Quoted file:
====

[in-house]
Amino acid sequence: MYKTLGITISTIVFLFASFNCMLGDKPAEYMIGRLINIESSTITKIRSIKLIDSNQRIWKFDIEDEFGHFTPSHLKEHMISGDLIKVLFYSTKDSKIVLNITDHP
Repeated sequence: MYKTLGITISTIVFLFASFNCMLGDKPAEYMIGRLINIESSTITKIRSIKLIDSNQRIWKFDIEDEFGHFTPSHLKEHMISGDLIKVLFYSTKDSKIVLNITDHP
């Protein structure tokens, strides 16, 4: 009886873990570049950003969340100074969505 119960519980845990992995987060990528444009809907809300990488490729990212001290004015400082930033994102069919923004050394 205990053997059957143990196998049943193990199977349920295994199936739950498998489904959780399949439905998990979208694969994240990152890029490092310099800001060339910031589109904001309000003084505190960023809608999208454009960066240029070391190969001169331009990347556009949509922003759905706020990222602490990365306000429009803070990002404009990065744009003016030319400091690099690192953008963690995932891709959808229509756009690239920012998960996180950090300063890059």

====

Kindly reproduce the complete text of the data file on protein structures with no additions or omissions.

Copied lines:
[in-house]
Amino acid sequence: MYKTLGITISTIVFLFASFNCMLGDKPAEYMIGRLINIESSTITKIRSIKLIDSNQRIWKFDIEDEFGHFTPSHLKEHMISGDLIKVLFYSTKDSKIVLNITDHP
Repeated sequence: MYKTLGITISTIVFLFASFNCMLGDKPAEYMIGRLINIESSTITKIRSIKLIDSNQRIWKFDIEDEFGHFTPSHLKEHMISGDLIKVLFYSTKDSKIVLNITDHP
């Protein structure tokens, strides 16, 4: 009886873990570049950003969340100074969505 119960519980845990992995987060990528444009809907809300990488490729990212001290004015400082930033994102069919923004050394 205990053997059957143990196998049943193990199977349920295994199936739950498998489904959780399949439905998990979208694969994240990152890029490092310099800001060339910031589109904001309000003084505190960023809608999208454009960066240029070391190969001169331009990347556009949509922003759905706020990222602490990365306000429009803070990002404009990065744009003016030319400091690099690192953008963690995932891709959808229509756009690239920012998960996180950090300063890059």